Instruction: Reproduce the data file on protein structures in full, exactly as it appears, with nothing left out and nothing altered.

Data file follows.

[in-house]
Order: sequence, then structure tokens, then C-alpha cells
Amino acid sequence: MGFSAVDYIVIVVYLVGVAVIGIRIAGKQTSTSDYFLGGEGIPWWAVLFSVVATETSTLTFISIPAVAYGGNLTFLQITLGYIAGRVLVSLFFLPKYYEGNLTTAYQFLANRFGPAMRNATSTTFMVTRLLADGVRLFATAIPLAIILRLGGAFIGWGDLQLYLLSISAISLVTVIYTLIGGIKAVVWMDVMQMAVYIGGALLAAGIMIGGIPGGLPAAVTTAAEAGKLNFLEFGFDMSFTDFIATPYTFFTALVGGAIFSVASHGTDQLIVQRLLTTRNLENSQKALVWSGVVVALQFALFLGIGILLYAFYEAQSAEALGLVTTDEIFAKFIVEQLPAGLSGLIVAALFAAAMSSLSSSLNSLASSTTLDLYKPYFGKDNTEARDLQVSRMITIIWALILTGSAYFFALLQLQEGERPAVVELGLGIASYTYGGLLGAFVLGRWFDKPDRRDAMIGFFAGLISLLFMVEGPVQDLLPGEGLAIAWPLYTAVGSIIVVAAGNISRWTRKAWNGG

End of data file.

[in-house]
Order: sequence, then structure tokens, then C-alpha cells
Amino acid sequence: MGFSAVDYIVIVVYLVGVAVIGIRIAGKQTSTSDYFLGGEGIPWWAVLFSVVATETSTLTFISIPAVAYGGNLTFLQITLGYIAGRVLVSLFFLPKYYEGNLTTAYQFLANRFGPAMRNATSTTFMVTRLLADGVRLFATAIPLAIILRLGGAFIGWGDLQLYLLSISAISLVTVIYTLIGGIKAVVWMDVMQMAVYIGGALLAAGIMIGGIPGGLPAAVTTAAEAGKLNFLEFGFDMSFTDFIATPYTFFTALVGGAIFSVASHGTDQLIVQRLLTTRNLENSQKALVWSGVVVALQFALFLGIGILLYAFYEAQSAEALGLVTTDEIFAKFIVEQLPAGLSGLIVAALFAAAMSSLSSSLNSLASSTTLDLYKPYFGKDNTEARDLQVSRMITIIWALILTGSAYFFALLQLQEGERPAVVELGLGIASYTYGGLLGAFVLGRWFDKPDRRDAMIGFFAGLISLLFMVEGPVQDLLPGEGLAIAWPLYTAVGSIIVVAAGNISRWTRKAWNGG